Without a doubt, San Diego’s main attractions are its unbeatable weather and seemingly endless stretch of beautiful beaches. While neither of these amenities is in danger of disappearing anytime soon, maintaining the current state is of utmost importance. With this in mind, the ever-changing coastline has become a topic of interest for various local and national organizations. Effects of this interest will soon start to take shape with construction projects planned for North County and beyond.
The first construction project taking place will deal with the replacement of the land outfall pipeline in Cardiff. The pipeline, running from the San Elijo Water Reclamation Facility, was originally built in 1965 and transfers an average of 10 million gallons of wastewater per day from the surrounding cities of Solana Beach, Encinitas, and Escondido. The project will take four to six months to complete. While the pipeline replacement does not directly deal with the coastline itself, failure to take action could result in environmental and financial disaster for Cardiff State Beach and the San Elijo Lagoon.
As that project will presumably be wrapping up, The City of Encinitas will focus its efforts once again on Cardiff. In July of last year, the city council, along with the California State Parks and California State Coastal Conservancy, proposed a dune system stretching from the South C.S.B. parking lot to the Chart House Restaurant. The dunes will serve as a natural sea level rise to protect Highway 101 from storm damage.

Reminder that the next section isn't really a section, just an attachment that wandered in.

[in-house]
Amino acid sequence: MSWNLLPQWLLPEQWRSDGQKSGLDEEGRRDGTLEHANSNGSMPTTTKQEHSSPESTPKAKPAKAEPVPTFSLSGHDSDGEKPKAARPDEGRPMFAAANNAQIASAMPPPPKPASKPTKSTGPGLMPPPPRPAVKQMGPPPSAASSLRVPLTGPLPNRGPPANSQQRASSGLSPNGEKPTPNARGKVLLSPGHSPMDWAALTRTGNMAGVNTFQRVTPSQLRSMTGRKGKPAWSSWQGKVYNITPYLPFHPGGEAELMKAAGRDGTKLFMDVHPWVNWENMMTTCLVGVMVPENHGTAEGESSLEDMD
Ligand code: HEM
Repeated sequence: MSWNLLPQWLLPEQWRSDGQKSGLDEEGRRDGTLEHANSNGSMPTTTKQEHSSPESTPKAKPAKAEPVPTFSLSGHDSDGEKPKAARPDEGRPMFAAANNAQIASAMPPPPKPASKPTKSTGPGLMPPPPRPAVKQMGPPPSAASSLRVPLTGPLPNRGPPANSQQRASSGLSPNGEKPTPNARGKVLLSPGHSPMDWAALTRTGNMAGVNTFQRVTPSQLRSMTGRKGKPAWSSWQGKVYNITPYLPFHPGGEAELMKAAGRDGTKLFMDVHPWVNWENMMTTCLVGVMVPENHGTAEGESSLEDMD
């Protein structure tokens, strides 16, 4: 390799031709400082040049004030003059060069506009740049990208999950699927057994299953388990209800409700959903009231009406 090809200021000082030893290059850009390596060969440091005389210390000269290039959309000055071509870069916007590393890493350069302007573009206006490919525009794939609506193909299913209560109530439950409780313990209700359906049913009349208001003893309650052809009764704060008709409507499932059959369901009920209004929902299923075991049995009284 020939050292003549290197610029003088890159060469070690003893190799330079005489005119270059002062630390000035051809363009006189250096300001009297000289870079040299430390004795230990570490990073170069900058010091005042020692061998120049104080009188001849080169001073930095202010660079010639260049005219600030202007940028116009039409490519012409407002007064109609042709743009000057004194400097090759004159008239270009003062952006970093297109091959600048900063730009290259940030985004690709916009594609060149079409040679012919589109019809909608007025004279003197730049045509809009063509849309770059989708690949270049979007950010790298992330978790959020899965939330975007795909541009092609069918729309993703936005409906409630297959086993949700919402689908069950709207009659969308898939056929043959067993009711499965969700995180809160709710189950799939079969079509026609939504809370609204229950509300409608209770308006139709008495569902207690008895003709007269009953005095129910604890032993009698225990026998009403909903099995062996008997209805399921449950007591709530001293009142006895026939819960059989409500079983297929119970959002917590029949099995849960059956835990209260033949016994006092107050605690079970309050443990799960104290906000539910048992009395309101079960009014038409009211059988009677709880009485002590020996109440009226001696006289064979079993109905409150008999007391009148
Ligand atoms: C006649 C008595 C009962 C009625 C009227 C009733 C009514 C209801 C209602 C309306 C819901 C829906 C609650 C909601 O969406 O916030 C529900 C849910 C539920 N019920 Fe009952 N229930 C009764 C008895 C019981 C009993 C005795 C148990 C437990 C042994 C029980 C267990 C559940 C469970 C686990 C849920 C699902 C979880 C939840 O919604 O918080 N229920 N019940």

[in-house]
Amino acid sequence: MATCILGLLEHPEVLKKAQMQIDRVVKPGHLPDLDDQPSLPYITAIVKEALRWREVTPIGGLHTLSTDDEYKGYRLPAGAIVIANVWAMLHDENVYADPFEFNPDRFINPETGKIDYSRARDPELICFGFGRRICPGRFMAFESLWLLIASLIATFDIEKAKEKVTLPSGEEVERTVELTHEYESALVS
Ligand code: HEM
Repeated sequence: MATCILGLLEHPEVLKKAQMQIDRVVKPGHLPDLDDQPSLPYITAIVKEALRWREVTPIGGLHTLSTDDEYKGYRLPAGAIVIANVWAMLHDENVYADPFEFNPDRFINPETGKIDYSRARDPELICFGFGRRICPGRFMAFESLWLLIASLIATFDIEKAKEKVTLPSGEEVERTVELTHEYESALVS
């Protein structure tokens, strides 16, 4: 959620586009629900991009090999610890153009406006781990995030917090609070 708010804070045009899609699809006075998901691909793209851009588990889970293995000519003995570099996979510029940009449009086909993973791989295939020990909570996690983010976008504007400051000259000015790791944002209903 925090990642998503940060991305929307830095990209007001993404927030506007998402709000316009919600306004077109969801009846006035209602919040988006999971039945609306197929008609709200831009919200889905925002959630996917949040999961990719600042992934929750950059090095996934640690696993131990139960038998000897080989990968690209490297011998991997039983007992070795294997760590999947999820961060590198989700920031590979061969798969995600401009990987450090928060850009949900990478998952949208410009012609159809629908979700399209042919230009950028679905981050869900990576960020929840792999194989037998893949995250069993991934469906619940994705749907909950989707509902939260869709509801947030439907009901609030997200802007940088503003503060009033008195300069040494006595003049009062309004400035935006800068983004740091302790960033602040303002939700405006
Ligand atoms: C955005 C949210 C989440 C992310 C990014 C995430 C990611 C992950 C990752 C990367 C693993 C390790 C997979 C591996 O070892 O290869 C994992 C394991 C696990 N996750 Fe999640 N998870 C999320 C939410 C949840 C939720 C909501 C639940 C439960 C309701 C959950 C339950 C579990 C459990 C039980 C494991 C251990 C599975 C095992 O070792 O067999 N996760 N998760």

Similar projects are becoming more common throughout the area as rising sea levels present future issues for residents and businesses. Widespread planning began with the approval of the Sea Level Rise Policy Guidance Document in August of 2015. The California Coastal Commission unanimously agreed to the policy in order to ‘prepare a resilient coast for future generations’. Additionally, the San Diego Foundation has begun evaluating sea level risks, vulnerabilities, and adaptation strategies for coastal structures that will potentially be affected by future flooding.
Continuing construction throughout the county provides optimism for coastal real estate and the San Diego coastline in general. Currently, many of the measures are simply a temporary solution to a larger issue. However, residents and businesses occupying the oceanfront properties can breathe easier for the time being.